The Chinese Secret Service

(Critical Survey of Contemporary Fiction)

Much of this lengthy tome by two French journalists centers on Kang Sheng, the individual most directly responsible for the development and expansion of the Chinese secret service. Kang Sheng was born in 1898 in the province of Shandong, the third son of a rich landowner. Despite his bourgeois background, however, or maybe because of it, Kang Sheng was an early convert to the Communist movement in China. As the years passed he moved through the ranks of the party apparatus until all of China recognized his potential as a valuable ally or an implacable and dangerous foe.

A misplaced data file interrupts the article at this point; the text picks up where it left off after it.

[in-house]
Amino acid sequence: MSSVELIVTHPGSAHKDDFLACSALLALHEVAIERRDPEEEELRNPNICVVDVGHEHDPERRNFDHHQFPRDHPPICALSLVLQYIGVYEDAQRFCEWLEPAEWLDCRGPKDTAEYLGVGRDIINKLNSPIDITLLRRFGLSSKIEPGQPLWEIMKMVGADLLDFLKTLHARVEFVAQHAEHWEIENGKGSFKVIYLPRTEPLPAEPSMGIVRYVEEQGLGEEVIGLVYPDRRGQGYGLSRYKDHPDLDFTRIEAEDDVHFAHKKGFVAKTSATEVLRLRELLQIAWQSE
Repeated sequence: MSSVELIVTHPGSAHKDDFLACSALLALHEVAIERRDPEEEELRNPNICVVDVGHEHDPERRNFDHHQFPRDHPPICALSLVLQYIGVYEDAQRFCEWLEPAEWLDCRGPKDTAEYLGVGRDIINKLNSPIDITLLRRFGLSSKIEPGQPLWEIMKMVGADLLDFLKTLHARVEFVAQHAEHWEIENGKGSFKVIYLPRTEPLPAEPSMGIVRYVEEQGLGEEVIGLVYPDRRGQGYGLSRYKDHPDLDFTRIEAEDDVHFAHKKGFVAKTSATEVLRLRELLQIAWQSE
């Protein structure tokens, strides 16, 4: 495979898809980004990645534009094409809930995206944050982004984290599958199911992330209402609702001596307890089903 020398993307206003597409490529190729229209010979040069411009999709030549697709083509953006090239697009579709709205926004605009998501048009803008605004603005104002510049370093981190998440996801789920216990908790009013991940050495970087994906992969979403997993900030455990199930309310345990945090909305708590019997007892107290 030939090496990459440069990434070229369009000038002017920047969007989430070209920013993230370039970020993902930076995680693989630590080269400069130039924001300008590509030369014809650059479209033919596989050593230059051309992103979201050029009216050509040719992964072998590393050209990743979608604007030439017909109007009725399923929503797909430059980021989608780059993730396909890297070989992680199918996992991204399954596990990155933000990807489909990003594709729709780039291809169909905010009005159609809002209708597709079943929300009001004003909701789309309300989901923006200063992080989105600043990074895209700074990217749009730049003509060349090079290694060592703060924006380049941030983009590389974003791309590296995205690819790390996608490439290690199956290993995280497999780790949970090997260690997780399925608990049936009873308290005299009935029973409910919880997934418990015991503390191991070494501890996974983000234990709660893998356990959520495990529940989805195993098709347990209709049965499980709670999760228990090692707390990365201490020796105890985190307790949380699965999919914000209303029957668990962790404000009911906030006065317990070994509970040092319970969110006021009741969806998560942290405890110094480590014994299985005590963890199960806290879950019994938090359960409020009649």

While Faligot and Kauffer focus on Kang Sheng’s role in the development of the Tewu, they have also sought to provide a full history of the organization itself. They offer a plethora of factual information and informed speculation concerning not only the Tewu but also the various rival intelligence agencies with which the Chinese have had to contend.

This is not a work to consume at a single sitting--no matter how committed the reader is to the subject. Indeed, the book would have been improved by some editorial pruning. Still, THE CHINESE SECRET SERVICE presents a revealing account of intelligence operations in East Asia.